Activists on opposite sides of the political spectrum disagree about almost everything. One of the few exceptions appears to be their mutual willingness to deny the safety and efficacy of modern pesticides, most notably the weedkiller glyphosate. Why do people with such drastically different worldviews agree on this particular issue?




* Should COVID sufferers avoid Paxlovid because of symptoms?

Of the few treatments we have for COVID-19, the anti-viral Paxlovid is currently the most effective. Experts were briefly puzzled when they began to see patients recover from infection after using the drug then quickly develop new symptoms. We're they reinfected shortly after treatment, or is there another explanation for so-called "Paxlovid rebound"?












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* Is melatonin a safe and risk-free sleep aid — as many doctors contend?
GLP Podcast: Why non-smokers get cancer; Spotting diseases during pregnancy; Earth-friendly industrialized farming? Many smokers don't get lung cancer. But why do so many non-smokers end up with the disease? A preliminary study suggests that fetal facial scans could help physicians detect serious diseases in unborn children. Does "industrialized" farming really threaten biodiversity? Not exactly. In fact, one agricultural scientist says advances in plant breeding can help preserve the environment.



Join geneticist Kevin Folta and GLP contributor Cameron English on episode 174 of Science Facts and Fallacies as they break down these latest news stories:


* Unraveling the mystery of who gets lung cancer — and why

The question has frustrated epidemiologists for decades: why do so many non-smokers develop lung cancer? A number of environmental contributors have been proposed over the years, though solid evidence for any one of them remains elusive. Fortunately, advances in DNA sequencing have begun to offer some helpful insights. Research has shown that smokers and non-smokers typically develop different kinds of lung cancer with unique genetic signatures that even respond differently to the same treatment. Will scientists ever fully explain this mystery?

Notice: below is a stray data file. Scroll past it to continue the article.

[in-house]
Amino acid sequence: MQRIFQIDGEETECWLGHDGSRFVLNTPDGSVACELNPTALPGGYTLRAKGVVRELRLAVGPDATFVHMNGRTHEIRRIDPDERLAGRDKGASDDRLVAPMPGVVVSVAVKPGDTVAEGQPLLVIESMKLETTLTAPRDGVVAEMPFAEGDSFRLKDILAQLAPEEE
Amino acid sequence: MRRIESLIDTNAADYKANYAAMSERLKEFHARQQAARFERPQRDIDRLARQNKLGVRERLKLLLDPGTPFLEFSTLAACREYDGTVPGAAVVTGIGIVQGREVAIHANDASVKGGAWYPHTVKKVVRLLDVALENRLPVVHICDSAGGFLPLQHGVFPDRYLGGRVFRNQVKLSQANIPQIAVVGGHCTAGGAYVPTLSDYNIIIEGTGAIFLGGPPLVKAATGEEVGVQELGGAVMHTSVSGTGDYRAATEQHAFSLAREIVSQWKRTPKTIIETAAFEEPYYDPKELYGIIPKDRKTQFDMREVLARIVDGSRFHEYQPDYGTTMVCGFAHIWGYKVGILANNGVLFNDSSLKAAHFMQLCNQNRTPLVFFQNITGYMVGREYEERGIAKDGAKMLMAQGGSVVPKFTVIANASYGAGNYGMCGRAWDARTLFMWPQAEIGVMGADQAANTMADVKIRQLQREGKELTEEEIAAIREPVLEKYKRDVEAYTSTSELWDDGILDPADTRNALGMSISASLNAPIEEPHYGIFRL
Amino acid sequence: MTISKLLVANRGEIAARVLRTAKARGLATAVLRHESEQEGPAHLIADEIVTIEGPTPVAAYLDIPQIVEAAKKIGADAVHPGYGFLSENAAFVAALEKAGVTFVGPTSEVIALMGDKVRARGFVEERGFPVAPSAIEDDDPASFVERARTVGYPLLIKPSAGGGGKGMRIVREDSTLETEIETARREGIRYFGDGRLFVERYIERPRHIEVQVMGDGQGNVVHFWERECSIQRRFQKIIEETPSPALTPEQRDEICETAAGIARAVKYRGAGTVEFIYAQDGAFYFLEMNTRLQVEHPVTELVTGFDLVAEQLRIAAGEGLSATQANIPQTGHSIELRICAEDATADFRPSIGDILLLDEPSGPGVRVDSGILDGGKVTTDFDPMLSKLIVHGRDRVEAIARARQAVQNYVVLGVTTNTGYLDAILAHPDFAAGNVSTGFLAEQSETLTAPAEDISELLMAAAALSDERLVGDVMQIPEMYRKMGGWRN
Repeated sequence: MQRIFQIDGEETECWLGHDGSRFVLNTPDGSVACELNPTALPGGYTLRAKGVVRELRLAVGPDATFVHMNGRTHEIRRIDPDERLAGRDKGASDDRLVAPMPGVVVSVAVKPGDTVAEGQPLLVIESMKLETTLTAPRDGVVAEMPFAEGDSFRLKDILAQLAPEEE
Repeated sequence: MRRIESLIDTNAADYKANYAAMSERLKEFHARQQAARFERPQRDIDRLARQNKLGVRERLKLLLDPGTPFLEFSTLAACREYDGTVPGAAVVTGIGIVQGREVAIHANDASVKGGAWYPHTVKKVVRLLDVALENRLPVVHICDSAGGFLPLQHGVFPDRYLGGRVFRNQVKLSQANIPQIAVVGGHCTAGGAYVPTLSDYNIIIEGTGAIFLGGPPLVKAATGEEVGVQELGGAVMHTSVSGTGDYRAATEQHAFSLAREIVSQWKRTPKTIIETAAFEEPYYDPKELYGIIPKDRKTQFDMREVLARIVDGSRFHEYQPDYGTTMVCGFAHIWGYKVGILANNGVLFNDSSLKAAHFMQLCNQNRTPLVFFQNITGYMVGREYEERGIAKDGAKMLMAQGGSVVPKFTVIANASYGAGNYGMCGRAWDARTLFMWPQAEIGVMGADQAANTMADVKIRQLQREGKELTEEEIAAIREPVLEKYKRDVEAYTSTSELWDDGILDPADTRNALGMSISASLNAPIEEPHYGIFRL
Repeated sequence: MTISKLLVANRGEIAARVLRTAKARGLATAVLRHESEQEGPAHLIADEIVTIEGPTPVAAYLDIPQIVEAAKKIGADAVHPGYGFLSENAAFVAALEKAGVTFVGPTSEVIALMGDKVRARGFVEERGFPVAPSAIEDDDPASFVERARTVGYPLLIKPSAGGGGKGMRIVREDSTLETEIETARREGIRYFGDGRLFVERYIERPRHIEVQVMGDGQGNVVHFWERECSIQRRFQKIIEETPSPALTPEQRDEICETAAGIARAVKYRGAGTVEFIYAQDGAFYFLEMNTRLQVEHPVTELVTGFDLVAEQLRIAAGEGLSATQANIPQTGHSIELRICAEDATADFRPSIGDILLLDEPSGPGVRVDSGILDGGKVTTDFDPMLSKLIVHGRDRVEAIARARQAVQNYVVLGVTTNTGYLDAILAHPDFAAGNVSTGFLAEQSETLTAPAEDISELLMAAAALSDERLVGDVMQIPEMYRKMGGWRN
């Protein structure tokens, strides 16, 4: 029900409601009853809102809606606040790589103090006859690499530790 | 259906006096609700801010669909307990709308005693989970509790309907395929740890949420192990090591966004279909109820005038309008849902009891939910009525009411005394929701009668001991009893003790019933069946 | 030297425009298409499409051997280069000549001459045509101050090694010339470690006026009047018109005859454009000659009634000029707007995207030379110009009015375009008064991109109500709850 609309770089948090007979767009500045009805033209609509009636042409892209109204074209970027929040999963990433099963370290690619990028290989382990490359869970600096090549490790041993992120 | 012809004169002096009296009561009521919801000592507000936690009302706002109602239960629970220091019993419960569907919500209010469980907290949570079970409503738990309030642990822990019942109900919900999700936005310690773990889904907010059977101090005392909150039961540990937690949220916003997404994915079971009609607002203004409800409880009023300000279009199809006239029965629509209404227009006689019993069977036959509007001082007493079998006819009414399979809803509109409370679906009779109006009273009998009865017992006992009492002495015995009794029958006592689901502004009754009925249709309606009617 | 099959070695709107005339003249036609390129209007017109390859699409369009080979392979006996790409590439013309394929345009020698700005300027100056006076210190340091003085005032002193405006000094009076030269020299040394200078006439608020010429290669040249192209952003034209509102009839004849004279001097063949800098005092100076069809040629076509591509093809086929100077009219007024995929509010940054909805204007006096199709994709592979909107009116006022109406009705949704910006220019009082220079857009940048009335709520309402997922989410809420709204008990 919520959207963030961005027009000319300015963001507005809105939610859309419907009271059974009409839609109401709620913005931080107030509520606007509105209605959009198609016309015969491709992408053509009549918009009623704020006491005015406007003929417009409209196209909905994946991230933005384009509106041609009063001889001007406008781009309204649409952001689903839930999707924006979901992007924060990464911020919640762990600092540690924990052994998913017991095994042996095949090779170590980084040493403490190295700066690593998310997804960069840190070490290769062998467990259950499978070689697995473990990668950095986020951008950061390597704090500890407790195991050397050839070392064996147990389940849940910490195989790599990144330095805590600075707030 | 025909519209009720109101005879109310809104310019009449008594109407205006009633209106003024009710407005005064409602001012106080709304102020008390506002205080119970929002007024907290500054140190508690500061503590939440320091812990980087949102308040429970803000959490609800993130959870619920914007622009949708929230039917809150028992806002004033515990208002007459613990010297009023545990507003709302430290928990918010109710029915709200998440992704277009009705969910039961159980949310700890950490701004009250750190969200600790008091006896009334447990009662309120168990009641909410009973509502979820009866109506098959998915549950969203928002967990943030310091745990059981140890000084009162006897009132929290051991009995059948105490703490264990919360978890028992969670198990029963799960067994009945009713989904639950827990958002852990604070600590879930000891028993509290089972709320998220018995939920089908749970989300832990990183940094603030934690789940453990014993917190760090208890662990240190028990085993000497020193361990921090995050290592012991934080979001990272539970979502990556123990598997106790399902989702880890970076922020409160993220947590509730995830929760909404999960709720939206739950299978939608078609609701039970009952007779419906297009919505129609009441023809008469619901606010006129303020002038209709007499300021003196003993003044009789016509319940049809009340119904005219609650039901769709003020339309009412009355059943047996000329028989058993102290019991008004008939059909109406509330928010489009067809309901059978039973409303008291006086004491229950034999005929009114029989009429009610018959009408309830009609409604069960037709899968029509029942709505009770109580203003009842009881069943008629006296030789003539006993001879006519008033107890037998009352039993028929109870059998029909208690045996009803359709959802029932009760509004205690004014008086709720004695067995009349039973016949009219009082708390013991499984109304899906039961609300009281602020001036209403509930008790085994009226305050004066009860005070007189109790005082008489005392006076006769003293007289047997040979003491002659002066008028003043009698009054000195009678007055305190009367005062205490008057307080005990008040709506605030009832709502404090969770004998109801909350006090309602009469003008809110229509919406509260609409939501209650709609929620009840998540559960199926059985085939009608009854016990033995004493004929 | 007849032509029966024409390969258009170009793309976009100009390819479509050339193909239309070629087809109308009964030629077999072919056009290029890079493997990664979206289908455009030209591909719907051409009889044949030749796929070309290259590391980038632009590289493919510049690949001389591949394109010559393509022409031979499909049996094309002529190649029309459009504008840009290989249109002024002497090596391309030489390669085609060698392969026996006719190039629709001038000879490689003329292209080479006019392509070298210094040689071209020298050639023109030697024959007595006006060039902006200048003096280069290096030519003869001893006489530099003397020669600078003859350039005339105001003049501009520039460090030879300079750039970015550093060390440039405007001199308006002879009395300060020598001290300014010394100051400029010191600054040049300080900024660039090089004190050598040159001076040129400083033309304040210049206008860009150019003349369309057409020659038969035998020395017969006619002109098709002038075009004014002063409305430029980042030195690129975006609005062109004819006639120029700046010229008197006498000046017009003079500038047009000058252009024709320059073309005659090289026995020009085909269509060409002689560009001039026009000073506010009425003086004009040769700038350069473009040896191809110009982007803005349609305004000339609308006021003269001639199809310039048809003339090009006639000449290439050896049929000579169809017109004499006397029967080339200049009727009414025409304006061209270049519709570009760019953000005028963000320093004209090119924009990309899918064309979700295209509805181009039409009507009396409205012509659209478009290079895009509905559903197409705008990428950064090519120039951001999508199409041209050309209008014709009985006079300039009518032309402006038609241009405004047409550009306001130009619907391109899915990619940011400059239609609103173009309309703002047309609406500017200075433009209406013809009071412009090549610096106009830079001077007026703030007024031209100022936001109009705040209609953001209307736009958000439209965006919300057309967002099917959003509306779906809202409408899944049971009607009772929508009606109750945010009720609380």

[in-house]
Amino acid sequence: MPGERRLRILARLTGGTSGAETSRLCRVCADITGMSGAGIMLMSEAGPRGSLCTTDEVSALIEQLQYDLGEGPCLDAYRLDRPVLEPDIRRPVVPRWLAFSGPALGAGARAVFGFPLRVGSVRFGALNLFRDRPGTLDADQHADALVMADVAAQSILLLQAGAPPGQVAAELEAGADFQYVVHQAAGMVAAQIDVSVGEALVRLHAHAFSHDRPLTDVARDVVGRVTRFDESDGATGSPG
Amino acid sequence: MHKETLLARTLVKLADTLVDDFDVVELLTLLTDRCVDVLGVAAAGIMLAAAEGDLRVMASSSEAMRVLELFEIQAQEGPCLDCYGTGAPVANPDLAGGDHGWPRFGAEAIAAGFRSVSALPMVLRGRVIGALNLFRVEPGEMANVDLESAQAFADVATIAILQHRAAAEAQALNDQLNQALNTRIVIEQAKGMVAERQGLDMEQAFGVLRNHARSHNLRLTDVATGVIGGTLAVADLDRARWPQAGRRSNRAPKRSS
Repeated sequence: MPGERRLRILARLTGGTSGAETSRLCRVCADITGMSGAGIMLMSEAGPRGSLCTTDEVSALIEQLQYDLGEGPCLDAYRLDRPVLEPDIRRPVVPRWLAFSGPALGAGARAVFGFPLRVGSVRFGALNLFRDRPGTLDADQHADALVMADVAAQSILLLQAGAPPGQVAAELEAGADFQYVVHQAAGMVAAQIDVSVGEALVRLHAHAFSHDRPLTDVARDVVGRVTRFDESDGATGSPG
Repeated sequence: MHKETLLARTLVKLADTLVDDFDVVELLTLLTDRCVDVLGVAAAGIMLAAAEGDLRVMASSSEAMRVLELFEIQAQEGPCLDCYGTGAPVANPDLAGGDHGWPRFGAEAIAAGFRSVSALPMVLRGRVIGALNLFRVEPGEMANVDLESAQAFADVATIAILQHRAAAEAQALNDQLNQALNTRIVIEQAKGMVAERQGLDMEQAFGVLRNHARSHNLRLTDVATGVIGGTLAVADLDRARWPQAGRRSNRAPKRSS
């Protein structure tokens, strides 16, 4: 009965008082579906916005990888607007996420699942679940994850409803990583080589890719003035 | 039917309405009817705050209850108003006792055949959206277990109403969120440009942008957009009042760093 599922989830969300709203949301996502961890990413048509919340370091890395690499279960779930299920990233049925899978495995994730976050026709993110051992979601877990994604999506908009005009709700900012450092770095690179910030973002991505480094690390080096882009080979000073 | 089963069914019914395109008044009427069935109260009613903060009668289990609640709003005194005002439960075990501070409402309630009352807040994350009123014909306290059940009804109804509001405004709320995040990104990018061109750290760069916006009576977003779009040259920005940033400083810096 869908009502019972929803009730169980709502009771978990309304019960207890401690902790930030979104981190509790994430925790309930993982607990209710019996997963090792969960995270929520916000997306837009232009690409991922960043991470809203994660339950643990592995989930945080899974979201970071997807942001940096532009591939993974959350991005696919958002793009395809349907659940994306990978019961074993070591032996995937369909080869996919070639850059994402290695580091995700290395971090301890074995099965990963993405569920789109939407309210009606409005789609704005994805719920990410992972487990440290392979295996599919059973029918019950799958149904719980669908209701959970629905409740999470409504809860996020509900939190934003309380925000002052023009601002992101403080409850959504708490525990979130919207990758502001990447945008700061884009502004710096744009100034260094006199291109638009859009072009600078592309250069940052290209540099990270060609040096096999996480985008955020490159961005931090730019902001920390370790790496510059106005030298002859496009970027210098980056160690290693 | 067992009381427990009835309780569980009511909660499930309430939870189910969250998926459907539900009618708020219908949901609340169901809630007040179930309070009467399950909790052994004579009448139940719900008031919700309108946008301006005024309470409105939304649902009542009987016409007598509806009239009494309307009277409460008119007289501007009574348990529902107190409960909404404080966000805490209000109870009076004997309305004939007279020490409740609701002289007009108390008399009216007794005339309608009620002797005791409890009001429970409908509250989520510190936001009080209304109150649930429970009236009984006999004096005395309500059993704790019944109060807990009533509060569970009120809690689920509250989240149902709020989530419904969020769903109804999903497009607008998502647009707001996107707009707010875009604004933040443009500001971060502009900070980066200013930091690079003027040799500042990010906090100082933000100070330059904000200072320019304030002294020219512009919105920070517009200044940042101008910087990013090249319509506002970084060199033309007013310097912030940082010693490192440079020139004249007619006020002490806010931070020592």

* How fetal facial scans can help identify serious diseases early

Could facial scans performed during pregnancy help doctors identify serious diseases? A team of researchers from India say—maybe. They've conducted a small study of 102 children which suggests that certain morphological features identified during an ultrasound could help diagnose inherited genetic disorders that went undetected previously. The results are encouraging, but the study authors stressed the need for more research to confirm their results.












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* Is conventional ‘industrialized’, technology-driven farming ‘destroying biodiversity’ as critics claim — or saving it?

Environmental activist groups have long opposed "industrialized" farming. While these organizations champion ‘low input agroecology-based farms,’ scientists are trying to harness the power of plant breeding to make conventional agriculture more intensive. The goal? Produce crop varieties ready to withstand the withering effects of climate change and the onslaught of plant diseases that can devastate a farmer's yields. Have these research projects achieved any success thus far? And what sort of progress can we expect in the future?


Kevin M. Folta is a professor, keynote speaker and podcast host. Follow Professor Folta on Twitter <a href="https...
GLP Podcast: Teenage psychopaths? Cancer-free smokers; Pesticide propaganda in Europe Are young people more likely to display narcissistic and psychopathic traits? If so, why? A recent study has proposed intriguing answers to both questions. Geneticists may have finally explained why many smokers never get lung cancer. US Activist groups are targeting the EU with "studies" alleging that the continent's food supply has been tainted with dangerous pesticides. Is there any truth behind their campaign?



Join geneticist Kevin Folta and GLP contributor Cameron English on episode 173 of Science Facts and Fallacies as they break down these latest news stories:

* ‘Dark personalities’: When are destructive traits like narcissism and psychopathy most likely to appear?